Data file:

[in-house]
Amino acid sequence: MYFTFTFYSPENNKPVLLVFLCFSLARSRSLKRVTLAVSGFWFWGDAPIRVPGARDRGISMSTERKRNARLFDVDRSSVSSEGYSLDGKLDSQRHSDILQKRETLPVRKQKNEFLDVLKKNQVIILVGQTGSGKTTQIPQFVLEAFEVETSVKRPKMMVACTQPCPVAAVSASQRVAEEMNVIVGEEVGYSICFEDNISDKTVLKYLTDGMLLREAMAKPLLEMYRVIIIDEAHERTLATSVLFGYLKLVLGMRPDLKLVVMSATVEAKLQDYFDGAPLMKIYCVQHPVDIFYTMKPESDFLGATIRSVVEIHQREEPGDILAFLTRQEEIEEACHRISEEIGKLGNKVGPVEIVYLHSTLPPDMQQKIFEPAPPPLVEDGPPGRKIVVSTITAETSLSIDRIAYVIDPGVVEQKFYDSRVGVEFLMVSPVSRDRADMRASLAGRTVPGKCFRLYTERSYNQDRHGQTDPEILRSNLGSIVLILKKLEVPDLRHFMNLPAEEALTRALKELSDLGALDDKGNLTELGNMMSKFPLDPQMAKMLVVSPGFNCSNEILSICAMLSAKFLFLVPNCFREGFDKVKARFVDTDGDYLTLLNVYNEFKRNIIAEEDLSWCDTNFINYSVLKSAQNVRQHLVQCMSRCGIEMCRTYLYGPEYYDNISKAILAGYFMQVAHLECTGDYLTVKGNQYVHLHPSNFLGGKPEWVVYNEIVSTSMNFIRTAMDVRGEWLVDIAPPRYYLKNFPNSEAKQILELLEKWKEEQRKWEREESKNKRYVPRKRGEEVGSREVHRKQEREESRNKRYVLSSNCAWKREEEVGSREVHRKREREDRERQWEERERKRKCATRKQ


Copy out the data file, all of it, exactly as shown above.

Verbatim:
[in-house]
Amino acid sequence: MYFTFTFYSPENNKPVLLVFLCFSLARSRSLKRVTLAVSGFWFWGDAPIRVPGARDRGISMSTERKRNARLFDVDRSSVSSEGYSLDGKLDSQRHSDILQKRETLPVRKQKNEFLDVLKKNQVIILVGQTGSGKTTQIPQFVLEAFEVETSVKRPKMMVACTQPCPVAAVSASQRVAEEMNVIVGEEVGYSICFEDNISDKTVLKYLTDGMLLREAMAKPLLEMYRVIIIDEAHERTLATSVLFGYLKLVLGMRPDLKLVVMSATVEAKLQDYFDGAPLMKIYCVQHPVDIFYTMKPESDFLGATIRSVVEIHQREEPGDILAFLTRQEEIEEACHRISEEIGKLGNKVGPVEIVYLHSTLPPDMQQKIFEPAPPPLVEDGPPGRKIVVSTITAETSLSIDRIAYVIDPGVVEQKFYDSRVGVEFLMVSPVSRDRADMRASLAGRTVPGKCFRLYTERSYNQDRHGQTDPEILRSNLGSIVLILKKLEVPDLRHFMNLPAEEALTRALKELSDLGALDDKGNLTELGNMMSKFPLDPQMAKMLVVSPGFNCSNEILSICAMLSAKFLFLVPNCFREGFDKVKARFVDTDGDYLTLLNVYNEFKRNIIAEEDLSWCDTNFINYSVLKSAQNVRQHLVQCMSRCGIEMCRTYLYGPEYYDNISKAILAGYFMQVAHLECTGDYLTVKGNQYVHLHPSNFLGGKPEWVVYNEIVSTSMNFIRTAMDVRGEWLVDIAPPRYYLKNFPNSEAKQILELLEKWKEEQRKWEREESKNKRYVPRKRGEEVGSREVHRKQEREESRNKRYVLSSNCAWKREEEVGSREVHRKREREDRERQWEERERKRKCATRKQ